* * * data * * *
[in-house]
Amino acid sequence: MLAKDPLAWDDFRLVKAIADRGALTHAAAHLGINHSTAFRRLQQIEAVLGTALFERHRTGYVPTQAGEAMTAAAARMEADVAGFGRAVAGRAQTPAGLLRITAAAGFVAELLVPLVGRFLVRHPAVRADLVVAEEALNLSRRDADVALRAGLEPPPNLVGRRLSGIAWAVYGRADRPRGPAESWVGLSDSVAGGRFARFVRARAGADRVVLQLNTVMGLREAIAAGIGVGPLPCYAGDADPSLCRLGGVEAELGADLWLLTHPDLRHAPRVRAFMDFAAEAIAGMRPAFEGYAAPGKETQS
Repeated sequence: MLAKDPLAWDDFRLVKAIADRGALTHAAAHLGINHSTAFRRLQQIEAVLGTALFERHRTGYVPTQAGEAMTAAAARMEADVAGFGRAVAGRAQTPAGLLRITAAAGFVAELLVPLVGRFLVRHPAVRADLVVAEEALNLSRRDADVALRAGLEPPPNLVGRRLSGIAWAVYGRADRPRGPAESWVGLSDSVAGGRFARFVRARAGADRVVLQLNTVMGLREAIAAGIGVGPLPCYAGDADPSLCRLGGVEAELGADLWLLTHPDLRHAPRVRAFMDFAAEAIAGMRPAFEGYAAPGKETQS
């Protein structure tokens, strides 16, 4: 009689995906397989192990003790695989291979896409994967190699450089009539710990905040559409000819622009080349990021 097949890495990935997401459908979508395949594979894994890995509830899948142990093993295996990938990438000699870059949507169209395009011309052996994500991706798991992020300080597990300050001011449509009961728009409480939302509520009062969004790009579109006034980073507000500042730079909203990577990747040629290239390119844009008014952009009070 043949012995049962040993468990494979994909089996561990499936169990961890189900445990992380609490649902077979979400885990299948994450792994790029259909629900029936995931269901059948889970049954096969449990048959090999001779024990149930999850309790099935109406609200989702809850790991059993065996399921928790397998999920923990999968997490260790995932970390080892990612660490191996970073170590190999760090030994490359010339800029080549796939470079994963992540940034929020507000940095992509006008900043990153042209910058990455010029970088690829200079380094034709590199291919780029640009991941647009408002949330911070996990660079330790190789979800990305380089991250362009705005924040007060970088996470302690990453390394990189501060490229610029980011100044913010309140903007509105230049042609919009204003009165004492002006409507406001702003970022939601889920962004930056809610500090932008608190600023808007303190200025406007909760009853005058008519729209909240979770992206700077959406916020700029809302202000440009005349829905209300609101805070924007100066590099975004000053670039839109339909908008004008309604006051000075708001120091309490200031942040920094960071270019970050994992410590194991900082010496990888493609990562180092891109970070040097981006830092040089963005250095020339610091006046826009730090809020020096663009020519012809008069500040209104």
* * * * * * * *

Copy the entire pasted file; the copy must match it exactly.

[in-house]
Amino acid sequence: MLAKDPLAWDDFRLVKAIADRGALTHAAAHLGINHSTAFRRLQQIEAVLGTALFERHRTGYVPTQAGEAMTAAAARMEADVAGFGRAVAGRAQTPAGLLRITAAAGFVAELLVPLVGRFLVRHPAVRADLVVAEEALNLSRRDADVALRAGLEPPPNLVGRRLSGIAWAVYGRADRPRGPAESWVGLSDSVAGGRFARFVRARAGADRVVLQLNTVMGLREAIAAGIGVGPLPCYAGDADPSLCRLGGVEAELGADLWLLTHPDLRHAPRVRAFMDFAAEAIAGMRPAFEGYAAPGKETQS
Repeated sequence: MLAKDPLAWDDFRLVKAIADRGALTHAAAHLGINHSTAFRRLQQIEAVLGTALFERHRTGYVPTQAGEAMTAAAARMEADVAGFGRAVAGRAQTPAGLLRITAAAGFVAELLVPLVGRFLVRHPAVRADLVVAEEALNLSRRDADVALRAGLEPPPNLVGRRLSGIAWAVYGRADRPRGPAESWVGLSDSVAGGRFARFVRARAGADRVVLQLNTVMGLREAIAAGIGVGPLPCYAGDADPSLCRLGGVEAELGADLWLLTHPDLRHAPRVRAFMDFAAEAIAGMRPAFEGYAAPGKETQS
């Protein structure tokens, strides 16, 4: 009689995906397989192990003790695989291979896409994967190699450089009539710990905040559409000819622009080349990021 097949890495990935997401459908979508395949594979894994890995509830899948142990093993295996990938990438000699870059949507169209395009011309052996994500991706798991992020300080597990300050001011449509009961728009409480939302509520009062969004790009579109006034980073507000500042730079909203990577990747040629290239390119844009008014952009009070 043949012995049962040993468990494979994909089996561990499936169990961890189900445990992380609490649902077979979400885990299948994450792994790029259909629900029936995931269901059948889970049954096969449990048959090999001779024990149930999850309790099935109406609200989702809850790991059993065996399921928790397998999920923990999968997490260790995932970390080892990612660490191996970073170590190999760090030994490359010339800029080549796939470079994963992540940034929020507000940095992509006008900043990153042209910058990455010029970088690829200079380094034709590199291919780029640009991941647009408002949330911070996990660079330790190789979800990305380089991250362009705005924040007060970088996470302690990453390394990189501060490229610029980011100044913010309140903007509105230049042609919009204003009165004492002006409507406001702003970022939601889920962004930056809610500090932008608190600023808007303190200025406007909760009853005058008519729209909240979770992206700077959406916020700029809302202000440009005349829905209300609101805070924007100066590099975004000053670039839109339909908008004008309604006051000075708001120091309490200031942040920094960071270019970050994992410590194991900082010496990888493609990562180092891109970070040097981006830092040089963005250095020339610091006046826009730090809020020096663009020519012809008069500040209104």